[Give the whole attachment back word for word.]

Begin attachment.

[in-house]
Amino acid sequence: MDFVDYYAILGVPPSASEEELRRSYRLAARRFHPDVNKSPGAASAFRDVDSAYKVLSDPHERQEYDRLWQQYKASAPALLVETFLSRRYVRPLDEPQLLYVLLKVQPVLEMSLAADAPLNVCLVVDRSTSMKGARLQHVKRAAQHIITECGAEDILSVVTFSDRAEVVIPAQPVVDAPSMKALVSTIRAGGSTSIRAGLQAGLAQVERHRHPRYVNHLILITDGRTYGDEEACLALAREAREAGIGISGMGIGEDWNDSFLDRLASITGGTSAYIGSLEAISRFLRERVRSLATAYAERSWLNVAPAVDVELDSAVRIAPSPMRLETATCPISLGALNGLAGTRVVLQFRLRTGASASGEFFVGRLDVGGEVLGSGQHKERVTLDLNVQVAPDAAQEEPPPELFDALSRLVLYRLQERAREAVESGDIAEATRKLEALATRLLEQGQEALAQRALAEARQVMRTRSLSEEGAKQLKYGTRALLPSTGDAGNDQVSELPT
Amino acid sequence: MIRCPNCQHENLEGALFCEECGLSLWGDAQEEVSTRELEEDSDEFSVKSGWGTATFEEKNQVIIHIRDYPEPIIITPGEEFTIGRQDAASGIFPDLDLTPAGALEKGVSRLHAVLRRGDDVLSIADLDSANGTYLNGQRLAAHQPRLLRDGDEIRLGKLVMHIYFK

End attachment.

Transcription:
[in-house]
Amino acid sequence: MDFVDYYAILGVPPSASEEELRRSYRLAARRFHPDVNKSPGAASAFRDVDSAYKVLSDPHERQEYDRLWQQYKASAPALLVETFLSRRYVRPLDEPQLLYVLLKVQPVLEMSLAADAPLNVCLVVDRSTSMKGARLQHVKRAAQHIITECGAEDILSVVTFSDRAEVVIPAQPVVDAPSMKALVSTIRAGGSTSIRAGLQAGLAQVERHRHPRYVNHLILITDGRTYGDEEACLALAREAREAGIGISGMGIGEDWNDSFLDRLASITGGTSAYIGSLEAISRFLRERVRSLATAYAERSWLNVAPAVDVELDSAVRIAPSPMRLETATCPISLGALNGLAGTRVVLQFRLRTGASASGEFFVGRLDVGGEVLGSGQHKERVTLDLNVQVAPDAAQEEPPPELFDALSRLVLYRLQERAREAVESGDIAEATRKLEALATRLLEQGQEALAQRALAEARQVMRTRSLSEEGAKQLKYGTRALLPSTGDAGNDQVSELPT
Amino acid sequence: MIRCPNCQHENLEGALFCEECGLSLWGDAQEEVSTRELEEDSDEFSVKSGWGTATFEEKNQVIIHIRDYPEPIIITPGEEFTIGRQDAASGIFPDLDLTPAGALEKGVSRLHAVLRRGDDVLSIADLDSANGTYLNGQRLAAHQPRLLRDGDEIRLGKLVMHIYFK